Lately, the basic nature of our perceptual apparatus as been on my mind. I keep thinking about how, generally, we see very little of what is actually in front of us, relying instead on our sophisticated sensory apparatus to fill in all the details we are not in fact attending to. I want to focus on the eyes for a moment.
Back in my first year or so of graduate school, I attended a lecture on the importance of writing in mysticism. I wish I could remember the name of the woman, but it escapes me. I carried a copy of it around with me through a few moves, but there have been just one or two many sharp turns in my life since then; it fell off the proverbial truck.
It was the late 1990s and she had come of age reading Derrida and De Man, but beneath the veneer of deconstruction there was an astounding core: for a group convinced of the ineffability and transcendence of the divine, mystics were obsessed with writing about it. It’s almost compulsive. Rather than a via negativa that opens to a pleroma, what if it only ever opens to a threatening negativa, which it is the work of writing to obscure?
Please indulge me as I wax philosophical. If we define religious experience as experience of the spiritual plane, then it makes sense to explore it on its own terms. While our attitudes, expectations, and behaviors shape how we approach it, there is something distinctive to it that resists our expectations. That resistance demands some sort of response such that the understanding we develop about the spiritual world and how we behave toward it tell us something both about ourselves (individually and socially) and the spiritual world. Because the spiritual world isn’t just any way we want, but has its own substance, we can discern its reality ‘beneath’ the descriptions and rites. This makes it both possible and reasonable to compare one form of religious expression with another. The way in which we make that comparison, though, needs to keep those variables in mind and try to make sense of the different forms of religious expression ecologically rather than getting carried away with superficial similarities.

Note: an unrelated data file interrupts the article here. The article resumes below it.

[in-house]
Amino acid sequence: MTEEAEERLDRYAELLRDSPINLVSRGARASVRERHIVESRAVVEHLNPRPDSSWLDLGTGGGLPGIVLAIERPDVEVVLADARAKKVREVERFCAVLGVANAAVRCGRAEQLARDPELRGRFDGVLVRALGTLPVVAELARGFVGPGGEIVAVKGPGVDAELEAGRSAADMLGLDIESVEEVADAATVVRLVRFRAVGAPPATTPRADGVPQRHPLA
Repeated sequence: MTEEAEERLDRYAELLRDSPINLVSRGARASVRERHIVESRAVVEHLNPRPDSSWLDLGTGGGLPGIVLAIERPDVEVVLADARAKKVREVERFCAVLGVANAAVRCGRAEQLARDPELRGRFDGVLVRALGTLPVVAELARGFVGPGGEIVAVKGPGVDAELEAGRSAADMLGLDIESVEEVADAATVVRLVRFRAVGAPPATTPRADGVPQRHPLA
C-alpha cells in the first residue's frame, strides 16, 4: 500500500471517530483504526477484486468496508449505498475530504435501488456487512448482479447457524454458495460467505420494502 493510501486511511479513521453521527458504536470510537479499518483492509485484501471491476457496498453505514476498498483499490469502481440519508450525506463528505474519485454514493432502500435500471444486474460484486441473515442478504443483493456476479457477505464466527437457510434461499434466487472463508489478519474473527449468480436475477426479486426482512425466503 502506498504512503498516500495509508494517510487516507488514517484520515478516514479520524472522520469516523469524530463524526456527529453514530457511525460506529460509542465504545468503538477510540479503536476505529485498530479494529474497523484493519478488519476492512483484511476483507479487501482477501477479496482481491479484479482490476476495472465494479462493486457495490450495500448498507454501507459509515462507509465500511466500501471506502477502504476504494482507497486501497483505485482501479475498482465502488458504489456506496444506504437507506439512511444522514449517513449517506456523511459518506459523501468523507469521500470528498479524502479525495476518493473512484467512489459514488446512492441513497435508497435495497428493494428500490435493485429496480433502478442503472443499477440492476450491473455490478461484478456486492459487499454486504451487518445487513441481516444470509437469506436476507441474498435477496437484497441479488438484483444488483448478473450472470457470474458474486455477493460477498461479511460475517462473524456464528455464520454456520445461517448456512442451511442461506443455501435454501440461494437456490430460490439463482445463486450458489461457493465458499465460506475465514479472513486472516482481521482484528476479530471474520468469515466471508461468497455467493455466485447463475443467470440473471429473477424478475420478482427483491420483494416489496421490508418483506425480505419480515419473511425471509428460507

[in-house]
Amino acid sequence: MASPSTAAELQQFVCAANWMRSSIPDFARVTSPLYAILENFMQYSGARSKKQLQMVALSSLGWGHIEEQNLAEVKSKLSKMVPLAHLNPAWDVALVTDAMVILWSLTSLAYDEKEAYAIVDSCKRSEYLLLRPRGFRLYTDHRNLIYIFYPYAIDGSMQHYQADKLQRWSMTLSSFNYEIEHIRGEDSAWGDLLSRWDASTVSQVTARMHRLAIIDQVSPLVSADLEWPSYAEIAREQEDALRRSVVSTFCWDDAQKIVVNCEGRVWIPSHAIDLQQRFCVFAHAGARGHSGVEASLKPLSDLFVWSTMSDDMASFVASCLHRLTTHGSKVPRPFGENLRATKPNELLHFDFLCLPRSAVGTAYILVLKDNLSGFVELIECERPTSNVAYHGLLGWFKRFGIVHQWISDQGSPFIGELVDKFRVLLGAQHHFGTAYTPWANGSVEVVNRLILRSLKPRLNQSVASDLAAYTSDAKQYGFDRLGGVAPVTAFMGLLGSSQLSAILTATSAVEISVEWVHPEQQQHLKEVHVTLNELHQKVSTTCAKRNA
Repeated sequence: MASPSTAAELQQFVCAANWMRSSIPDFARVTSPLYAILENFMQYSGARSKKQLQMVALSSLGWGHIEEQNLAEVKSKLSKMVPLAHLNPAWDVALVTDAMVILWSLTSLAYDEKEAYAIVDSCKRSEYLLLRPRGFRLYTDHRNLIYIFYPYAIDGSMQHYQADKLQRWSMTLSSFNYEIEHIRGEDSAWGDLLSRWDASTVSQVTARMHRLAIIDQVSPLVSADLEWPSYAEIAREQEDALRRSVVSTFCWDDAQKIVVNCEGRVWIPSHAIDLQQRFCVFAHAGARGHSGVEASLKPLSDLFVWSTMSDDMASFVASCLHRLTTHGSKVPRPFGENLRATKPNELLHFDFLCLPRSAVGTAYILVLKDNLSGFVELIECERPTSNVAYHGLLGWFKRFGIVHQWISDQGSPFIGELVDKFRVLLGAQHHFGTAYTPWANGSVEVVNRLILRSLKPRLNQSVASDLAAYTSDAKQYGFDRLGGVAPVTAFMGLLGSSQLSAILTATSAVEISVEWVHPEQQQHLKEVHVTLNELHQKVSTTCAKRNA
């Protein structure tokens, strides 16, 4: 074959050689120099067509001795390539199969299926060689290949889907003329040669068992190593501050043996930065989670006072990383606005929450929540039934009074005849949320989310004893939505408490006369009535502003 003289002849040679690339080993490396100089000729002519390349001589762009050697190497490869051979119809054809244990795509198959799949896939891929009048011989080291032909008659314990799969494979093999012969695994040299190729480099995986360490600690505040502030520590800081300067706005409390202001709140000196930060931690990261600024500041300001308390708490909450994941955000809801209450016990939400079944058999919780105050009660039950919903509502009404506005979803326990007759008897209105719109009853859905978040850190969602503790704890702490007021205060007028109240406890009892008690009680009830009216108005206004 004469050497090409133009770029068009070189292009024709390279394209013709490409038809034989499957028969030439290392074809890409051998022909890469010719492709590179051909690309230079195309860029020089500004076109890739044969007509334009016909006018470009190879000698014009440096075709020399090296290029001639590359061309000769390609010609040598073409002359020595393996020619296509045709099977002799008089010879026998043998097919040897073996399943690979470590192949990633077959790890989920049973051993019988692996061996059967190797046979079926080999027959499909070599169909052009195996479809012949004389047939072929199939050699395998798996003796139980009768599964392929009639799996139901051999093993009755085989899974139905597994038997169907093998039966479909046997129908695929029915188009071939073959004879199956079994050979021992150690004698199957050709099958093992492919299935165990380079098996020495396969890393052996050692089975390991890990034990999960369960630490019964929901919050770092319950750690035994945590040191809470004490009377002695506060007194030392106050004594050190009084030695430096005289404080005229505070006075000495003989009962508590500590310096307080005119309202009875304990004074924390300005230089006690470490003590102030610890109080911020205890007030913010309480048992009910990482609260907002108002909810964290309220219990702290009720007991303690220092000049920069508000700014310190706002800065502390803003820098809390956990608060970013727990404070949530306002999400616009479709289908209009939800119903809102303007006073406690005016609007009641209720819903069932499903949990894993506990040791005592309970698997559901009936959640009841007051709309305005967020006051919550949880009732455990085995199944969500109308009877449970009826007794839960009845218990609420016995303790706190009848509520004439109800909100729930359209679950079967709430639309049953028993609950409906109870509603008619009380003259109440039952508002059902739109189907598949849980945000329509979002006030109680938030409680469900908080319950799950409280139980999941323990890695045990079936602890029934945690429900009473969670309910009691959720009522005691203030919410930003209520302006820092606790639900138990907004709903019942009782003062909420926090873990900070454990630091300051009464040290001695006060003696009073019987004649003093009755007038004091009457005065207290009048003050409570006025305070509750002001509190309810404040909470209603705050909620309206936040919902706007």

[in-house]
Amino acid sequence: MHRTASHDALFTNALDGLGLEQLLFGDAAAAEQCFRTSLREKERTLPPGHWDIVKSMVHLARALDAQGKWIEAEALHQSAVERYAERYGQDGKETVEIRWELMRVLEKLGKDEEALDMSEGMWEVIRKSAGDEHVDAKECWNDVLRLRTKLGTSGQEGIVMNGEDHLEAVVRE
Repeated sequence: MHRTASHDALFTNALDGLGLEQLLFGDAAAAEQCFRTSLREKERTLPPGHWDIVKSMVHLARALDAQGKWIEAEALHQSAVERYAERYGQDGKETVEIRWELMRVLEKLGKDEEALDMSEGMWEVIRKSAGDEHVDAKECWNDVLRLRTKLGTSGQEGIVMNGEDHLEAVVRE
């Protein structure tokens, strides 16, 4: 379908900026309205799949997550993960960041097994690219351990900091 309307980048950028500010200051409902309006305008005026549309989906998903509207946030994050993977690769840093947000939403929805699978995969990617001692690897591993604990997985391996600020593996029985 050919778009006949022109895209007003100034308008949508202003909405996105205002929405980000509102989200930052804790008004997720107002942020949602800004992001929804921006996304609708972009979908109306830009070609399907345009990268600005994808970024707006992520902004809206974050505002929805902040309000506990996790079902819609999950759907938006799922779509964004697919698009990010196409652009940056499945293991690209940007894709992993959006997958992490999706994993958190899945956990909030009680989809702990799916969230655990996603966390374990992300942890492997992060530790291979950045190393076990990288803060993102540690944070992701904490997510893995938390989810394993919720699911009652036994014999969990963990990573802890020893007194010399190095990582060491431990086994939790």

[For those who are fans of technical philosophical vocabulary, we might call this strategy critical, phenomenological, and pragmatic. If you don’t care about those terms, don’t worry. You don’t have to be connosieur to enjoy the wine.]
In his advice to fellow gnostics, Ibn al’Arabi warns that one of the most common mistakes made on the path entails confusing the truth of one level for the truth of another. That is good advice, but as always the devil lies in the details. How, after all, do we distinguish one level from another?
I propose that at least part of the answer may lie with reversing the formula–i.e,, when you cross from one level to another, the truths of the previous level cease to hold. That pushes us back to what defines gnostic work in the first place, knowledge. Knowledge is a matter of determinations, of limits, and we find those limits more often than not by crossing them, by making mistakes and discovering ourselves as having made mistakes.